Nowadays, smartphones are all about apps. And Microsoft is so determined to have lots of brand-name apps for its Windows Phone app store that it’s willing to pay for them.
All an app-maker has to do is sign on the dotted line.
After years of struggling in the phone market, Microsoft teamed up with Nokia last year to challenge the dominance of Apple and Google, which makes the Android operating system. The latest fruit of their collaboration is a gleaming machine called the Lumia 900, which went on sale in the United States on Sunday and is considered to be the first true test of how well the partnership will fare.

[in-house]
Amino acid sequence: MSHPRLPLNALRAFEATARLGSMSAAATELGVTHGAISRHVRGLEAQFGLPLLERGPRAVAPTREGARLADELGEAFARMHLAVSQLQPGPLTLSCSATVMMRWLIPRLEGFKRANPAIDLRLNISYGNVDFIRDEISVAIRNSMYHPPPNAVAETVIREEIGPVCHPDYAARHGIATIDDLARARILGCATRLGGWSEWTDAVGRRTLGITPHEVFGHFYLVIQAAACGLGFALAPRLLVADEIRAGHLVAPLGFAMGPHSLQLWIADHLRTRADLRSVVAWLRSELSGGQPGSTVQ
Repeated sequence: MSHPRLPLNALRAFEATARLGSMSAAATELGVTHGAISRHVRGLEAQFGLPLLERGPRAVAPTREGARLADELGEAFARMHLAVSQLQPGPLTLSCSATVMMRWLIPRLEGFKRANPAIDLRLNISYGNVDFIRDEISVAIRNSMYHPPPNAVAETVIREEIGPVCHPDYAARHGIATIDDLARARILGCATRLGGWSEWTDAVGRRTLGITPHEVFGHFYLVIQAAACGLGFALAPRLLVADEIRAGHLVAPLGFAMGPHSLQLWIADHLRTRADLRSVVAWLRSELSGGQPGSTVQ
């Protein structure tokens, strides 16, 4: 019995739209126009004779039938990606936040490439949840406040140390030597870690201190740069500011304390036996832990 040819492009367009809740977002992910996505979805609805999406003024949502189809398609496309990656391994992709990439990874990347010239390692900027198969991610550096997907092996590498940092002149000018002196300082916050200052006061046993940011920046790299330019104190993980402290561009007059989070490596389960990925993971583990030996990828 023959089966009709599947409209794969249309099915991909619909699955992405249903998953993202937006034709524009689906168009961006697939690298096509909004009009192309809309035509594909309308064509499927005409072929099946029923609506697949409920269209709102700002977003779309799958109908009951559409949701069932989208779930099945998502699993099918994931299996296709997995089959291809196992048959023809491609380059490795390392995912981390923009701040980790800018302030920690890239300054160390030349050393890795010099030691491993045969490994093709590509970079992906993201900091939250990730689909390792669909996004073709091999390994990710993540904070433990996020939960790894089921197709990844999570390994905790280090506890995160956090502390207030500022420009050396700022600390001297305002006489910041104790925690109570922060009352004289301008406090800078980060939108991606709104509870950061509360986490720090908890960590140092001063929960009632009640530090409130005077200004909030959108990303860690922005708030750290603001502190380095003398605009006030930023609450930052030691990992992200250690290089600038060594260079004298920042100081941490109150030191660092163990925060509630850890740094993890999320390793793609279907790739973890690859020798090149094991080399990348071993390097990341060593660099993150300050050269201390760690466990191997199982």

But the hundreds of thousands of apps that run on Apple and Android devices will not work on phones like the Lumia 900 that use Microsoft’s Windows Phone software. And many developers are reluctant to funnel time and money into apps for what is still a small and unproven market. So Microsoft has come up with incentives, like plying developers with free phones and promising prime spots in its app store and in Windows Phone advertising.